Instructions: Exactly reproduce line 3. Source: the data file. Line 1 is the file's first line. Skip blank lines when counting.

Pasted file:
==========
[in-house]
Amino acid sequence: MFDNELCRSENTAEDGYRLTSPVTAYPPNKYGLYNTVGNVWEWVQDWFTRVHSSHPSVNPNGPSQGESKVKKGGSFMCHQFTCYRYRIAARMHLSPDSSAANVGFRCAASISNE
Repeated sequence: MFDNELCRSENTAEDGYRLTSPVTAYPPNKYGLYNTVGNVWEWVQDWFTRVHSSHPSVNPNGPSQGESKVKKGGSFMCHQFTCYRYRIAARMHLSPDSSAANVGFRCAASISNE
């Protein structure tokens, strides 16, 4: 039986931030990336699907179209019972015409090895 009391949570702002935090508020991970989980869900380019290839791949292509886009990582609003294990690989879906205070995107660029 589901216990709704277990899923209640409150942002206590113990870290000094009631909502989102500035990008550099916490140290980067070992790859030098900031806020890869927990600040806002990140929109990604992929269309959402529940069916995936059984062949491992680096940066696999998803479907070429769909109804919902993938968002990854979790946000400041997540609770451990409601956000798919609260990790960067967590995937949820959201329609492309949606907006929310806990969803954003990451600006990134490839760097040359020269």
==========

Repeated sequence: MFDNELCRSENTAEDGYRLTSPVTAYPPNKYGLYNTVGNVWEWVQDWFTRVHSSHPSVNPNGPSQGESKVKKGGSFMCHQFTCYRYRIAARMHLSPDSSAANVGFRCAASISNE